(ii) Information which is directed to incite or can produce imminent lawless action Brandenburg v.Ohio 395 U.S. 444 (1969);

(iii) Information which may constitute credible threats of violence to the person or damage;

(iv) Information which stirs the public to anger, invites violent disputes brings about condition of violent unrest and disturbances; Terminiello v. Chicago 337 US 1 (1949)

(v) Information which advocates or teaches the duty, necessity or proprietary of violence as a means of accomplishing political, social or religious reform and/or justifies commissioning of violent acts with an intent to exemplify glorify such violent means to accomplish political, social, economical or religious reforms [Whitney vs. California 274 US 357];

(vi) Information which contains fighting or abusive material;

Chaplinsky v. New Hampshire, 315 U.S. 568 (1942)

(vii) Information which promotes hate speech i.e.

(a)Information which propagates hatred towards individual or a groups, on the basis of race, religion, religion, casteism, ethnicity,

(b)Information which is intended to show the supremacy of one particular religion/race/caste by making disparaging, abusive and/or highly inflammatory remarks against religion/race/caste.

(c) Information depicting religious deities, holy persons, holy symbols, holy books which are created to insult or to show contempt or lack of reverence for such religious deities, holy persons, holy symbols, holy books or towards something which is considered sacred or inviolable.

(viii) Satirical or iconoclastic cartoon and caricature which fails the test laid down in Hustler Magazine,Inc. v. Falwell 485 U.S. 46 (1988)

(ix) Information which glorifies terrorism and use of drugs;

(x) Information which infringes right of privacy of the others and includes acts of cyber bullying, harassment or stalking.

(xi) Information which is obscene and has the tendency to arouse feeling or revealing an overt sexual desire and should be suggestive of depraved mind and designed to excite sexual passion in persons who are likely to see it.Aveek Sarkar and Anr. vs. State of West Bengaland Ors. (2014) 4 SCC 257.

(xii) Context and background test of obscenity. Information which is posted in such a context or background which has a consequential effect of outraging the modesty of the pictured individual.

Aveek Sarkar and Anr. vs. State of West Bengal and Ors. (2014) 4 SCC 257.”

  1. What the learned Additional Solicitor General is asking us to do is not to read down Section 66A – he is asking for a wholesale substitution of the provision which is obviously not possible.

The learned Additional Solicitor General has erroneously asked the Court to read matters in Section 66A which do not fall in its ambit. However having said that it may be pointed out the following points (i, ii iii, vii (a,b and c), x) are part of Section 66 A. While the Court has rightfully declined to read down the Section it need not have jettisoned the entire section since the purpose of Section 66 A is to define such offences and make it punishable.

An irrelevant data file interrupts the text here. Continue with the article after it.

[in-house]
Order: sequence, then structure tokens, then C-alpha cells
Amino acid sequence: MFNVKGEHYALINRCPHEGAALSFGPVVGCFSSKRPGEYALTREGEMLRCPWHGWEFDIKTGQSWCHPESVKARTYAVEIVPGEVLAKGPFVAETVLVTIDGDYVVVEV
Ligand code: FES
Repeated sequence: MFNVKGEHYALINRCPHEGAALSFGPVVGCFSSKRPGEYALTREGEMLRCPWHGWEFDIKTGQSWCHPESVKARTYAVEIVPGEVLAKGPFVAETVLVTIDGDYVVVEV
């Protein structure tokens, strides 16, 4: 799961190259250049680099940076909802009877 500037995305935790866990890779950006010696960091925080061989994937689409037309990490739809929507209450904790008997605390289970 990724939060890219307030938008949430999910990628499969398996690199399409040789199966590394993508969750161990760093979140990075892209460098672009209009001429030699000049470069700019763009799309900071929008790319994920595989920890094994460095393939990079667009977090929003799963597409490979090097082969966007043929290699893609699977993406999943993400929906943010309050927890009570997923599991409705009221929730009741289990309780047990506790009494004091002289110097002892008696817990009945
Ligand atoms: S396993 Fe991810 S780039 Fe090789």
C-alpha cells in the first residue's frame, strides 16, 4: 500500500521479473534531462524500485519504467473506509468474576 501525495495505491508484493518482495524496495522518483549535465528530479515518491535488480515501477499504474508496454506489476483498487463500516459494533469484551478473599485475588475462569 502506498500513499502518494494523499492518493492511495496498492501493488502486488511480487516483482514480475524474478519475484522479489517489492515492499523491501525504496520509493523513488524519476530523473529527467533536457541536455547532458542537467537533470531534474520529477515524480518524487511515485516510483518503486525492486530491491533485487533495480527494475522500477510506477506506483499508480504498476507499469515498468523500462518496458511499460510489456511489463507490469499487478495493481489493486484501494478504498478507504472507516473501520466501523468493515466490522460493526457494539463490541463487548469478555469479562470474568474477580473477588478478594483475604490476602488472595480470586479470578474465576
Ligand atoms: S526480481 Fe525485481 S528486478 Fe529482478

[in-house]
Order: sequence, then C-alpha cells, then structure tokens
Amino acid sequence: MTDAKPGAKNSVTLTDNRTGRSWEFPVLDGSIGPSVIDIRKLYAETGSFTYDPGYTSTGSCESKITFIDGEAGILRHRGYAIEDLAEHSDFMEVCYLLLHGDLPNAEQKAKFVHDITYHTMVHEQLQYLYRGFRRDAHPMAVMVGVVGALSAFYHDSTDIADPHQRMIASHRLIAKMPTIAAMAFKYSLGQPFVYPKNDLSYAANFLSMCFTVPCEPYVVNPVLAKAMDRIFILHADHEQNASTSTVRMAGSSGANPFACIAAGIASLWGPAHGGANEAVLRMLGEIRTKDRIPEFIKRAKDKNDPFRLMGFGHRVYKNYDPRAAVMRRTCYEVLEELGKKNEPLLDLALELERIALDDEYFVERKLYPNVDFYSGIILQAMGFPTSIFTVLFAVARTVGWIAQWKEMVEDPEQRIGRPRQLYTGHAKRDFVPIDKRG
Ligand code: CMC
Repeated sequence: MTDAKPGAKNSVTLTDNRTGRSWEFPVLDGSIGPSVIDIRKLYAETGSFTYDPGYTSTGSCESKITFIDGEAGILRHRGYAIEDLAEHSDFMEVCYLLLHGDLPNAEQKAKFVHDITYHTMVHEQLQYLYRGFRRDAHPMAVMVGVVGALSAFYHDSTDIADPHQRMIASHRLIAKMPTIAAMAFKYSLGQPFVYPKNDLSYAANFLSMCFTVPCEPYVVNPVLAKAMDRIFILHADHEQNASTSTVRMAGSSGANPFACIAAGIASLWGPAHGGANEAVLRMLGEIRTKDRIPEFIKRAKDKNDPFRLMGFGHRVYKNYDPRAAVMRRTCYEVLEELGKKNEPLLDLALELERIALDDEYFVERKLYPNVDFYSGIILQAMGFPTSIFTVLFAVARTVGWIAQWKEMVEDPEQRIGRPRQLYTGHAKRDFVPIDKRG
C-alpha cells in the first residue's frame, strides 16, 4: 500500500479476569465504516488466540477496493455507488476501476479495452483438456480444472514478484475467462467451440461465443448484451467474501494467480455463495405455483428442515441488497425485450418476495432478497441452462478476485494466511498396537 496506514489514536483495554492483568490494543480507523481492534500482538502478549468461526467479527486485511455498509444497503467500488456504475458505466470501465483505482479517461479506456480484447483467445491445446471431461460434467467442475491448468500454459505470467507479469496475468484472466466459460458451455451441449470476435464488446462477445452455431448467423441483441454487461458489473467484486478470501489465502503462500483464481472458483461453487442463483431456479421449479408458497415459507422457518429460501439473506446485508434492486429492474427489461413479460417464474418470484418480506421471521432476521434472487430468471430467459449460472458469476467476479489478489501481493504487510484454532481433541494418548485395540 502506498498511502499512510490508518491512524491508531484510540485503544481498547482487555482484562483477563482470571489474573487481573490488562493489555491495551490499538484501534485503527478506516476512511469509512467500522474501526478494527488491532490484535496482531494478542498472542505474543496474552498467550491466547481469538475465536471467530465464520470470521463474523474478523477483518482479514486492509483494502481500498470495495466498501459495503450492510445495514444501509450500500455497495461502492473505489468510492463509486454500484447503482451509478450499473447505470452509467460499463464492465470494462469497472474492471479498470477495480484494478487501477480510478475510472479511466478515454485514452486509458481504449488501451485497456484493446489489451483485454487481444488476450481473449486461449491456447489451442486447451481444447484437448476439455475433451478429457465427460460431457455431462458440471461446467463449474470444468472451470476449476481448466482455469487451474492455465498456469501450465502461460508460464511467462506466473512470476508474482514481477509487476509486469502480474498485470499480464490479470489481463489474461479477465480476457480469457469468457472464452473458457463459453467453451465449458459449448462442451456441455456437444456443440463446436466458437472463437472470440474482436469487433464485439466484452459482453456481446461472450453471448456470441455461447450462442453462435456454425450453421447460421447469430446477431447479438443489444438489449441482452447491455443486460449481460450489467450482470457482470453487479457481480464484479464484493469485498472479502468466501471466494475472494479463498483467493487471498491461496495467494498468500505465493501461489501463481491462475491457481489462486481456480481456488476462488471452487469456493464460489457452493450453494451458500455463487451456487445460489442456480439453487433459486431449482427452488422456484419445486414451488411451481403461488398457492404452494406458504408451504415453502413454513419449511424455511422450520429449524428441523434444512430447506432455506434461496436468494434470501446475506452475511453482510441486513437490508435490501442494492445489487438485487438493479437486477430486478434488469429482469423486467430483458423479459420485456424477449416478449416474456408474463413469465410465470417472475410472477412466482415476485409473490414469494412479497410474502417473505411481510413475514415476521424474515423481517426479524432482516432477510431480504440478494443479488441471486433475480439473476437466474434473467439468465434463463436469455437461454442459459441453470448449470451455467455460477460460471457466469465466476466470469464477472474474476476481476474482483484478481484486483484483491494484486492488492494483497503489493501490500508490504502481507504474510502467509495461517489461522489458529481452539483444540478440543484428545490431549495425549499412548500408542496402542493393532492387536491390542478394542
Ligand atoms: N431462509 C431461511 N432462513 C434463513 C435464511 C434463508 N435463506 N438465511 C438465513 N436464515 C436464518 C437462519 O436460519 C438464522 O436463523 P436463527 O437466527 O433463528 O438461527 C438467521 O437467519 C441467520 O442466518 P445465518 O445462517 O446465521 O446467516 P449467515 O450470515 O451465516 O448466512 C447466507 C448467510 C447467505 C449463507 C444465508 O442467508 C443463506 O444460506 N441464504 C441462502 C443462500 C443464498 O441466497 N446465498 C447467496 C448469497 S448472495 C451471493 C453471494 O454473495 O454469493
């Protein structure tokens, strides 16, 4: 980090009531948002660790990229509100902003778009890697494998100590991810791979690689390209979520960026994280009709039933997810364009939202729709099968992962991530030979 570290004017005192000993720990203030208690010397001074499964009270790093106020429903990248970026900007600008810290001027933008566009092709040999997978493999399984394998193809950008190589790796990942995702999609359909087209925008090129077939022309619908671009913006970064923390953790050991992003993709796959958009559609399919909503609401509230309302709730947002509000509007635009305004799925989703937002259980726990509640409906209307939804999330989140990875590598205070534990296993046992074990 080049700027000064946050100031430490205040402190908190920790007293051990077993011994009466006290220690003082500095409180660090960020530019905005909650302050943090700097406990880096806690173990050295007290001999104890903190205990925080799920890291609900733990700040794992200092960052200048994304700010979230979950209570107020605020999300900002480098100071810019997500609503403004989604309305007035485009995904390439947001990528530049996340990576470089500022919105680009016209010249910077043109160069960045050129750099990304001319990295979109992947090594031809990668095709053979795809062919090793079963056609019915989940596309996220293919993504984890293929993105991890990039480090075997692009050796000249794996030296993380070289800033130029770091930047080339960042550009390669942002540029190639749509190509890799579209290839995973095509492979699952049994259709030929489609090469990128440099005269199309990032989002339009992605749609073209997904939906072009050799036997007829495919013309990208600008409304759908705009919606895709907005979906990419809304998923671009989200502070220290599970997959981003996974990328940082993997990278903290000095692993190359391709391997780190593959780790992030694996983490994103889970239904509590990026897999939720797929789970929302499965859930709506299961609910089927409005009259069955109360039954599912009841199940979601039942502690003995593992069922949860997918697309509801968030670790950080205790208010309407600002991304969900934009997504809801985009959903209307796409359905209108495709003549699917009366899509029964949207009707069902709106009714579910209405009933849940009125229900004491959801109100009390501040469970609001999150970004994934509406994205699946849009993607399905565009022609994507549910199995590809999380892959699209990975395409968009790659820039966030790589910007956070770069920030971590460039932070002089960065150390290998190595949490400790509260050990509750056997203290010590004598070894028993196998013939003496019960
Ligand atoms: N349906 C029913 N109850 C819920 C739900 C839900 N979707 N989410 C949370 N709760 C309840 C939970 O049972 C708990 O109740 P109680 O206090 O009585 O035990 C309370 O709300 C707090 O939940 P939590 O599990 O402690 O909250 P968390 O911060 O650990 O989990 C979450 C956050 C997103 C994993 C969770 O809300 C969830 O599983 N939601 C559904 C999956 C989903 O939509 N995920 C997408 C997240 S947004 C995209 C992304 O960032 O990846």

1. These two cases illustrate how judicially trained minds would find a person guilty or not guilty depending upon the Judge’s notion of what is “grossly offensive” or “menacing”. In Collins’ case, both the Leicestershire Justices and two Judges of the Queen’s Bench would have acquitted Collins whereas the House of Lords convicted him. Similarly, in the Chambers case, the Crown Court would have convicted Chambers whereas the Queen’s Bench acquitted him. If judicially trained minds can come to diametrically opposite conclusions on the same set of facts it is obvious that expressions such as “grossly offensive”or “menacing” are so vague that there is no manageable standard by which a person can be said to have committed an offence or not to have committed an offence. Quite obviously, a prospective offender of Section 66A and the authorities who are to enforce Section 66A have absolutely no manageable standard by which to book a person for an offence under Section 66A. This being the case, having regard also to the two English precedents cited by the learned Additional Solicitor General, it is clear that Section 66A is unconstitutionally vague.

A complete reading of the above two cases would have shown the Court the conclusion that the Queen’s Bench arrived at.

In DPP v Collins [2006] 1 WLR 2223 Lord Bingham said:

“Section 127(1)(a) does of course interfere with a person’s right to freedom of expression. But it is a restriction clearly prescribed by statute. It is directed to a legitimate objective, preventing the use of a public electronic communications network for attacking the reputations and rights of others. It goes no further than is necessary in a democratic society to achieve that end.”

He therefore concluded that section 127(1), in itself, did not infringe Article 10 of European Convention of Human Rights.

The European Convention of Human Rights and the United Nation Convention on Human Rights provide for reasonable restrictions to be placed on the fundamental rights of freedom of Speech and Expression.

In Conally vs DPP (UK) http://www.5rb.com/docs/Conolly-v-DPP QBD 2015 20 Feb 2007.pdf   the court observed that: